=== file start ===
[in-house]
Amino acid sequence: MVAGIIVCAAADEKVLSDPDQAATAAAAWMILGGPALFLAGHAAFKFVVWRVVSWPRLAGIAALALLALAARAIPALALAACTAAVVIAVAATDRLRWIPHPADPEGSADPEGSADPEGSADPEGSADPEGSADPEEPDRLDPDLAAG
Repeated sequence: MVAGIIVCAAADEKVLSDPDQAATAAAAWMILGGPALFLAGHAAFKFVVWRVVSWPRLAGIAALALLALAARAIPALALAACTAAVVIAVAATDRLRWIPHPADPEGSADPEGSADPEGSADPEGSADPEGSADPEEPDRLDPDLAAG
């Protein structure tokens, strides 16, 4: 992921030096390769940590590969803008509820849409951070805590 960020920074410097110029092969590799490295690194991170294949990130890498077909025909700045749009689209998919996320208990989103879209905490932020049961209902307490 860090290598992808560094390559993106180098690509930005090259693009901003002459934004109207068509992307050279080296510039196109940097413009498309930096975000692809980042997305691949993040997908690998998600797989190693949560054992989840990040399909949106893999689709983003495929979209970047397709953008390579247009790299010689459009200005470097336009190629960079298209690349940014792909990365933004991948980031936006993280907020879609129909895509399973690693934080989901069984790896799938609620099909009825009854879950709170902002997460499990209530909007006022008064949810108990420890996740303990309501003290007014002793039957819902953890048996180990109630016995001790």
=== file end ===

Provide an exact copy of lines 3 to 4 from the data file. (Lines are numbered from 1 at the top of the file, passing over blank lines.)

Repeated sequence: MVAGIIVCAAADEKVLSDPDQAATAAAAWMILGGPALFLAGHAAFKFVVWRVVSWPRLAGIAALALLALAARAIPALALAACTAAVVIAVAATDRLRWIPHPADPEGSADPEGSADPEGSADPEGSADPEGSADPEEPDRLDPDLAAG
């Protein structure tokens, strides 16, 4: 992921030096390769940590590969803008509820849409951070805590 960020920074410097110029092969590799490295690194991170294949990130890498077909025909700045749009689209998919996320208990989103879209905490932020049961209902307490 860090290598992808560094390559993106180098690509930005090259693009901003002459934004109207068509992307050279080296510039196109940097413009498309930096975000692809980042997305691949993040997908690998998600797989190693949560054992989840990040399909949106893999689709983003495929979209970047397709953008390579247009790299010689459009200005470097336009190629960079298209690349940014792909990365933004991948980031936006993280907020879609129909895509399973690693934080989901069984790896799938609620099909009825009854879950709170902002997460499990209530909007006022008064949810108990420890996740303990309501003290007014002793039957819902953890048996180990109630016995001790």